In today’s Magazine section of the BBC News’ Website, was this gem of an article:
I’ve kept a journal for the past 9 years or so now. Originally I used A4 hardback notebooks, now I use A5 notebooks as they are far more portable and can accompany me on my travels as they slip easily into my handbags. I can write and let my feelings flow into my journal whenever I wish and I don’t need access to a computer of any kind or size. Also, the process of writing with a pen slows my thoughts down and helps with inner reflection. I find this particularly useful at the end of the day, to reflect on the day, to get out any problems or issues. I then always spend some time focusing on the positive points of the day before closing my journal and going to sleep, hopefully gaining a balance in favour of the positive over the negative views of my life.
I started my journal when I started exploring my spirituality, and since I started there have been relatively few days when an entry hasn’t been made. Some days the entries are really short, other days they go on for pages and pages and pages. I’ve moaned and groaned into them. I’ve written about thoughts/feelings I don’t want to share with anyone else for fear of upsetting/hurting them. I’ve recorded the highs and lows of my life, the things I’d like to remember, and sometimes the things I’d rather forget. I’ve wittered on about all kinds of things, worked my way through problems and issues, allowed my subconscious mind to let the words flow onto the page to help me with insights. The process has helped me to realise I do have emotions, and to start the process of recognising them, expressing them, and doing what I can to become comfortable with them. A lot of my journalling is very personal and I’d not want anyone to read them while I’m still here on this Earth. But who knows, in the future I may meet someone or someones who I’d be comfortable in allowing to peruse my journals.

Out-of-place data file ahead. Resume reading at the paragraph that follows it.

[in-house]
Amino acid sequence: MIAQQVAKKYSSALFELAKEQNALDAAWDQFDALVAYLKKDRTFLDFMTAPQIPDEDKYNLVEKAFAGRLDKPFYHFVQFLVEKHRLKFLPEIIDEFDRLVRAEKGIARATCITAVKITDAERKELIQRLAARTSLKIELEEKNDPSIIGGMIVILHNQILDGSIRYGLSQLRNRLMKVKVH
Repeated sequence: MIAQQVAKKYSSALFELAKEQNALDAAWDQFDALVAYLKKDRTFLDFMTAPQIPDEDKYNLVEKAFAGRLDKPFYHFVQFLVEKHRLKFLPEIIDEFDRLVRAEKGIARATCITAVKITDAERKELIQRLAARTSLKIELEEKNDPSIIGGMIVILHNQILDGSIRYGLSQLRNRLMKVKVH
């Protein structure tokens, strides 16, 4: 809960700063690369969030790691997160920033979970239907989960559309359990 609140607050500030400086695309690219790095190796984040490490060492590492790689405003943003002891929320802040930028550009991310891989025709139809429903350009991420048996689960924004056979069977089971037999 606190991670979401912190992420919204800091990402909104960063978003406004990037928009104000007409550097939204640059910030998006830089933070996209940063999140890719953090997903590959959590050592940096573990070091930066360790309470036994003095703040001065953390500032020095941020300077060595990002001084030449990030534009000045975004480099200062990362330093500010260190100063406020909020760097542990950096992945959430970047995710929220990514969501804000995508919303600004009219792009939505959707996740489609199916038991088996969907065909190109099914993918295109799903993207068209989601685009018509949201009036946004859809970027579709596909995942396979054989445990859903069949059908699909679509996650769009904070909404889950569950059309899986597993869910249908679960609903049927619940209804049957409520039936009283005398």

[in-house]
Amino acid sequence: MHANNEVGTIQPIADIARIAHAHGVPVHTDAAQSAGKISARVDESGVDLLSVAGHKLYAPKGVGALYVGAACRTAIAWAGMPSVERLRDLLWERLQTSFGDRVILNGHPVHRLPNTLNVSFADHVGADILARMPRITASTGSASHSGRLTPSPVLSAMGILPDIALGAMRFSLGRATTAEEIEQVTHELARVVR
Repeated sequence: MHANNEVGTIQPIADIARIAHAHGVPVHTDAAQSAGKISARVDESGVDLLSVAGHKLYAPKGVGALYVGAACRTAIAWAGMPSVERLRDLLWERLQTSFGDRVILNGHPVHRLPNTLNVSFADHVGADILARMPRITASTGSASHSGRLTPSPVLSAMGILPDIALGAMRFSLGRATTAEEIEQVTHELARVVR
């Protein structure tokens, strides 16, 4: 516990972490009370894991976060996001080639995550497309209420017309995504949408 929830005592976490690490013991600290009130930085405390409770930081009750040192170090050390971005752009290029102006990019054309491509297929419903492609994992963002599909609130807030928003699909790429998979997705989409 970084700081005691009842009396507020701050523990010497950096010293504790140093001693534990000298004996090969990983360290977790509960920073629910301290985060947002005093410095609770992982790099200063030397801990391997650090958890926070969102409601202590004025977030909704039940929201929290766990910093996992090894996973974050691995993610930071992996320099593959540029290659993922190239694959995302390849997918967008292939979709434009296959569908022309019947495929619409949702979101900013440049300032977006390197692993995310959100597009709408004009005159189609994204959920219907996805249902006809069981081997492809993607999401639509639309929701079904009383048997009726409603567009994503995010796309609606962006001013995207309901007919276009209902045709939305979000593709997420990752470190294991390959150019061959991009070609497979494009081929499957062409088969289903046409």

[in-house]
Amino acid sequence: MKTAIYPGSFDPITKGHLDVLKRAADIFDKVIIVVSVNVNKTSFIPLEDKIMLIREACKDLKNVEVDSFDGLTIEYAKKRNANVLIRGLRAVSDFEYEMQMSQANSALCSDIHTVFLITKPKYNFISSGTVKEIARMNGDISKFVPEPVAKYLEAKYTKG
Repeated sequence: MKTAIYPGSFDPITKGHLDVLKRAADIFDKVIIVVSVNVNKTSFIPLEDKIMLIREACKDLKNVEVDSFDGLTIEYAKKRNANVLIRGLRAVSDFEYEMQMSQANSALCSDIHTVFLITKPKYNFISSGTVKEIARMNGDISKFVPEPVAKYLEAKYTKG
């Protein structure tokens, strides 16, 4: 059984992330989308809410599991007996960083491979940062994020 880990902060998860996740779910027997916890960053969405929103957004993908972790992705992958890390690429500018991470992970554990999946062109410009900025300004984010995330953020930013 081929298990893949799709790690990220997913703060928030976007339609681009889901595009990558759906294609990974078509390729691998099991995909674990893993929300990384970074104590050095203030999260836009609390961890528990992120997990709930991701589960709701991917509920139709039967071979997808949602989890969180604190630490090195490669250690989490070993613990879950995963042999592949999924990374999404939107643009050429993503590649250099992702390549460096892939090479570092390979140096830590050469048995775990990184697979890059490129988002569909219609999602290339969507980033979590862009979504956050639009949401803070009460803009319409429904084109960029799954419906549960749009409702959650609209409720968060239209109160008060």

I’ve not looked back on my journals, not yet, not while I’m still undergoing counselling. They record some of my darkest times in recent years as well as memories of the dark days of childhood, adolescence and earlier adulthood. I don’t think I’m strong enough yet to face them and not be pulled back into a dark place. When I’m ready, no doubt I will read them, and then I will realise just how far I have come along in terms of personal progress. I’m hoping that when I read back through them, I’ll recognise the stages of unfolding my true self, the healing of the wounded soul, the successes rather than the perceived failures.
It was nice to read this article, some of the reasons for keeping a journal echo mine, some don’t. It was also nice to see that other people keep journals too.
Of course blogging is the modern form of diary or journal, however they do tend to be about things we are willing to share with others. Still, there are some things that just need to be kept between a writer and their journal and I hope that the art of journalling or diary writing will never disappear.